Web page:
This obviously does not solve an immediate need, but in the meantime, the Wild can use a tandem of Backstrom and another veteran, perhaps mixing in Kuemper in later years as he matures and enters his prime. Then they can finally turn over the reins to a goaltender who has spent plenty of time marinating in the college, junior or the minor leagues.

In short, the best-case scenario is that this draft yields depth players (and maybe a future goaltender) for the Wild. They’ve already got high-end guys like Zach Parise, Mikko Koivu, Suter and Brodin. What they need in this draft are guys to back them up.

Worst-Case Scenario

The Wild have a history of whiffing on first-round draft choices (Benoit Pouliot, A.J. Thelen, James Sheppard, etc.), but they won’t be expected to get a franchise player in this year’s draft now that the No. 16 pick is in Buffalo’s possession.

Therefore, creating a nightmare scenario is rather difficult.

Minnesota would have to get nothing out of its mid-round selections. Nobody is expecting another Cal Clutterbuck (No. 72 overall, 2006) this year…although that would be nice. Instead, the people want depth.

The worst Minnesota can do here is draft a whole bunch of players who struggle in college, junior or minor league hockey and are out of the game by the time the 2017 draft rolls around. Essentially, nobody it picks in the middle rounds contributes anything to the big league club and all the scouting and preparation is for naught.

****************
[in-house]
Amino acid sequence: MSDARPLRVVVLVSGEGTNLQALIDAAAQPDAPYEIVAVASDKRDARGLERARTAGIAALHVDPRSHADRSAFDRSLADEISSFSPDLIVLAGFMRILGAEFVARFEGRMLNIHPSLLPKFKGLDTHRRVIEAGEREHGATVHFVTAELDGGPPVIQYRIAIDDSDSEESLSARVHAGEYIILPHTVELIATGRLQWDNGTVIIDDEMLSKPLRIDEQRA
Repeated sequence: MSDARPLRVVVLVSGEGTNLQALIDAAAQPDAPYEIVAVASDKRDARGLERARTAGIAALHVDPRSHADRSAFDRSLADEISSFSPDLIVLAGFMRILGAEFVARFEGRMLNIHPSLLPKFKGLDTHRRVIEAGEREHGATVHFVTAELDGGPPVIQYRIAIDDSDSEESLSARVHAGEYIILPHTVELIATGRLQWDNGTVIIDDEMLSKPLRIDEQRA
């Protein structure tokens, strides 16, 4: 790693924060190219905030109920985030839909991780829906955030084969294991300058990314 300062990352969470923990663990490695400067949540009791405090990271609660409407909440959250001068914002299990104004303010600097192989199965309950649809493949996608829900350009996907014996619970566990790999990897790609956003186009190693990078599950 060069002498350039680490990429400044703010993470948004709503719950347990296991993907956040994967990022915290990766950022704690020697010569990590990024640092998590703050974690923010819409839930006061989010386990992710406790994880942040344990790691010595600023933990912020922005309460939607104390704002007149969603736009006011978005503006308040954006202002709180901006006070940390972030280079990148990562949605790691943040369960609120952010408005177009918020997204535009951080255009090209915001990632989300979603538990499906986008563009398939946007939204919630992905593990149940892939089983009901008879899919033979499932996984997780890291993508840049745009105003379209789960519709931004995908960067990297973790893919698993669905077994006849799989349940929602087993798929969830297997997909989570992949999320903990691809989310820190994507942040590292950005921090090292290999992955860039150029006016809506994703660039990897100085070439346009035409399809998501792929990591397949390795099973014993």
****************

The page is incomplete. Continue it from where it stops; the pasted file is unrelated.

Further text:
The late-round selections are interesting only because every once and a while you get a Dustin Byfuglien (No. 245 overall), Joe Pavelski (No. 205 overall) or Pavel Datsyuk (No. 171 overall) when you select a position player and, as mentioned before, many great goaltenders have come out of the later rounds.

It’s not necessarily anything to lose sleep over if the Wild don’t get the next Datsyuk or Vokoun in the latter rounds (they probably won’t), but if all the players they draft end up petering out quickly, there is some cause for concern.

After all, somebody’s probably going to find someone in the late 100s who will contribute to their team. Why not the Wild?


The draft is the lifeblood of all small-market teams.

While the Wild may have splurged on Parise and Suter, this is not a way to build a sustainable franchise. The way to capitalize on that spending is to surround those two stars, as well as guys like Koivu and Clutterbuck, with young talent.

Newcomers to the league are cheaper, more durable and can build chemistry together—three vital elements for a winning recipe.

This year’s draft is all about depth, depth, depth. If the names called this year end up on the back of a Wild sweater in three years, becoming the gritty glue guys of the future, Minnesota’s scouting and player development department has done its job.

And, hey, if the Wild land their franchise goaltender with their final pick, that’s just a sweet, sweet cherry on top.

Tom Schreier covers Minnesota sports for Bleacher Report and is a contributor to Yahoo! Sports and Minnesota Sports News Nightly.